Adding a farm enterprise is often a complicated and hand-wringing exercise in decision making. But every once in a while, the stars align and an additional enterprise just makes perfect sense with little nail biting involved.

That latter scenario seems to fit commercial haymakers who happen to hang their hat in an area where wheat is grown for grain. In such situations, there are usually acres of straw just waiting to be purchased in the windrow from farms where balers are banned from the machine shed.

Whereas high-quality hay may always be the primary enterprise, I have rarely visited a commercial hay farm in wheat country that didn’t tap into the opportunity to bale the golden straw that forms stripes across the rural landscape during mid-summer.

Baling wheat straw requires all of the same equipment and mindset needed for hay, sans the anxiety caused by maturity concerns, rain events, and slow dry down. Often, there’s no need for windrow manipulation, either. Baling good, clean straw is that mid-summer mental break that every haymaker needs. It also doesn’t hurt that you can add significantly to the bottom line while doing so.

Many wheat growers are eager to sell their windrowed straw to a willing baler, either because it makes for extra income or they just want to eliminate the plant residue in their fields.

The straw market has widened substantially from what it used to be 25 years ago. These days, there remains the bedding and mulch markets, although straw is used for cow bedding much less frequently than it used to be. Making up for that reduction is the feed straw market for dairy total mixed rations. Some dairies use straw in their milking cow rations to add physical fiber. Many more dairies use significant amounts of straw in their dry cow rations. It’s this feed market that has pushed the value of straw northward, adding income for both the wheat grower and straw baler/marketer.

Nutrient value varies

During my extension agent years, I was often asked about the nutrient value of straw by wheat growers who wanted to sell their straw off the field. The thinking was that they wanted to receive — at minimum — the fertilizer value for the straw they sold off the field.

Many state university agronomists have gone to the trouble of analyzing straw for its nutrient value. When looking at published data, you’ll find some variability in nutrient content from state to state. Below are the ranges:

Nitrogen: 11 to 15 pounds per ton

Phosphorus (as P2O5): 3 to 6 pounds per ton

Potassium (as K2O): 15 to 29 pounds per ton

Most of the variation in state-to-state nutrient levels is due to the inherent differences of soils and management practices that prevail in various regions. For example, nitrogen fertilization can impact the plant’s nitrogen content, and the height of straw stubble also will affect the nutrient concentrations of the harvested straw.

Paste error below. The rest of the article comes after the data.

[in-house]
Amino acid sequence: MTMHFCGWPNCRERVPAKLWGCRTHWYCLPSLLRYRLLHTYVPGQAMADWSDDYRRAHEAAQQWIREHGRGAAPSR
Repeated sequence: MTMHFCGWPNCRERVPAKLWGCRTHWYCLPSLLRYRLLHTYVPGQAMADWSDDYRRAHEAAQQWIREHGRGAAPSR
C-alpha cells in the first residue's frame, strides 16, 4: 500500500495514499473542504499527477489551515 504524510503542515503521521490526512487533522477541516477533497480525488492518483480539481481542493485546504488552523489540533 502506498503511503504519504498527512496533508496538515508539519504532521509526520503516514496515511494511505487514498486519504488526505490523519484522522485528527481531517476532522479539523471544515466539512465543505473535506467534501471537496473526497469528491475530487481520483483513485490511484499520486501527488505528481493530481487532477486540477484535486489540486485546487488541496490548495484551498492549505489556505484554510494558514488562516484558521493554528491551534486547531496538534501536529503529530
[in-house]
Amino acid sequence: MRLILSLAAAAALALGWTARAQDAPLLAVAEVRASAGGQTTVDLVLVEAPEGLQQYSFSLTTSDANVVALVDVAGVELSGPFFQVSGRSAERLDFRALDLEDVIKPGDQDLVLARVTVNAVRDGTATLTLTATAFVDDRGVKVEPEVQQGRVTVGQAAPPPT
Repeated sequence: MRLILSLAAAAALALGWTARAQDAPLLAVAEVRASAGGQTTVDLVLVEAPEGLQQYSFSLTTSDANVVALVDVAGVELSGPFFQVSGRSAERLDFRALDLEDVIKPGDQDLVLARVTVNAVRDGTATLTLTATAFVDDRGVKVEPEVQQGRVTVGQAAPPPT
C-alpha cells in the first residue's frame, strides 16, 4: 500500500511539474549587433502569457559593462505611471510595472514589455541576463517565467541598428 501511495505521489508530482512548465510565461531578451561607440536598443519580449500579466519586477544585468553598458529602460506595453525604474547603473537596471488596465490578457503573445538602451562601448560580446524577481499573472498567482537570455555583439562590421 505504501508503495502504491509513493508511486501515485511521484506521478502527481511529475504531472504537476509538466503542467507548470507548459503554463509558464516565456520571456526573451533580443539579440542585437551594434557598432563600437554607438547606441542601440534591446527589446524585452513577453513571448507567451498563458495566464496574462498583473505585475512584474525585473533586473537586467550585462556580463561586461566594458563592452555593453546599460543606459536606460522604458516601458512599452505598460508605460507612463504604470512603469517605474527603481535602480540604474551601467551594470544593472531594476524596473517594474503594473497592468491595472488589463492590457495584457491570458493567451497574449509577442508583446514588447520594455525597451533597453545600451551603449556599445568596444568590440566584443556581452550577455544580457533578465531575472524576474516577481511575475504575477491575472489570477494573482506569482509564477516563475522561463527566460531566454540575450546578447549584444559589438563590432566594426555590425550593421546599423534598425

In states where a lot of manure gets spread on fields, soil phosphorus levels tend to build, and on some farms, soil potassium levels are kept high for producing alfalfa. It’s often in these states where straw nutrient values are on the upper end of the range.

During the past year, fertilizer costs have come down from the historic highs of a couple of years ago, making straw less valuable as a fertilizer replacement. In most cases, straw is going to be worth about $20 per ton on a fertilizer replacement value basis that includes all three major nutrients. Nitrogen accounts for a little over $7 of wheat’s total value, but it’s always debatable if it should be included.

If left unbaled in the field, the nitrogen in wheat straw will not be immediately available to plants. It will first have to be mineralized by microorganisms and converted to ammonium and nitrate. In fact, leaving the residue on the field will tie up additional nitrogen in the short term as the mineralization process takes place. Wheat straw has an extremely high carbon-to-nitrogen ratio (80:1), so the whole process takes time.

Wheat residue is a good source of carbon that will ultimately contribute to a soil’s organic matter content. This is difficult to put a dollar value on, but it is a consideration if wheat is grown repeatedly on a particular field and the residue is removed. The occasional removal of straw (for example, once in a rotation) will likely have very little impact on the soil’s long-term organic matter content.

Wet weather woes

Having windrowed straw rained on doesn’t elicit quite the consternation that rained on hay does, but it still causes chemical and visual changes. Unfortunately, frequent rains have been a problem this year in many wheat-growing regions where straw is routinely baled.

Visually, rain results in straw losing its “golden” color. Chemically, rain can leach some of the nutrients from the product, especially potassium. For many end users, neither of these changes is going to make much of a difference as long as the straw is dry. If frequent rains occur before the straw is baled, molds and/or mycotoxins become a potential problem.

Weedy straw often takes longer to dry. Green weeds that are put into the bale can be cause for bale heating and mold, which could create health issues if the straw is being used for horse bedding. It also will make for a much more unpleasant and dirtier task if the straw is ultimately chopped for feed or bedding.

Depending on regional availability and local livestock usage, straw is a natural and profitable additional enterprise for haymakers. In some areas, it’s not uncommon to see retail prices approaching that of average to good quality hay. There is also additional income to be made for the wheat grower who has no use for the straw beyond soil nutrient value.